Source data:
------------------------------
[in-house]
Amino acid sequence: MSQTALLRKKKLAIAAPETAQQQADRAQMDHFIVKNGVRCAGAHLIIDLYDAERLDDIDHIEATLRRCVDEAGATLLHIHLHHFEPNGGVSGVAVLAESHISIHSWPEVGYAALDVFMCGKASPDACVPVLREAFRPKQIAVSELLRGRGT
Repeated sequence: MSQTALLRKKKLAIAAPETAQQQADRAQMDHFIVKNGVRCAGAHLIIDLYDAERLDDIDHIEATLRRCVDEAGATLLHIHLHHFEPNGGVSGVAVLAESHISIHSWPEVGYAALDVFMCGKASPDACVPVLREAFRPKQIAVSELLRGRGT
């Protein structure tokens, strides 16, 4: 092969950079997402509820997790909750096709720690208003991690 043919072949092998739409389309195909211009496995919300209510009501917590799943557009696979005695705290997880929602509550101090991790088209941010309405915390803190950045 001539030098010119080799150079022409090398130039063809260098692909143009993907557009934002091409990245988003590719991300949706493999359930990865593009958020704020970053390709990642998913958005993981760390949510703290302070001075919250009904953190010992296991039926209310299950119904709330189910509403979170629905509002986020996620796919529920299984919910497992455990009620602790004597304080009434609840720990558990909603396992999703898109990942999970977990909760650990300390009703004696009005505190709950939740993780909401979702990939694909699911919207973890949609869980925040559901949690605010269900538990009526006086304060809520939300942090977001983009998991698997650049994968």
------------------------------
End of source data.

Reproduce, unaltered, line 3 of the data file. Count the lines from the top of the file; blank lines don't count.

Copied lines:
Repeated sequence: MSQTALLRKKKLAIAAPETAQQQADRAQMDHFIVKNGVRCAGAHLIIDLYDAERLDDIDHIEATLRRCVDEAGATLLHIHLHHFEPNGGVSGVAVLAESHISIHSWPEVGYAALDVFMCGKASPDACVPVLREAFRPKQIAVSELLRGRGT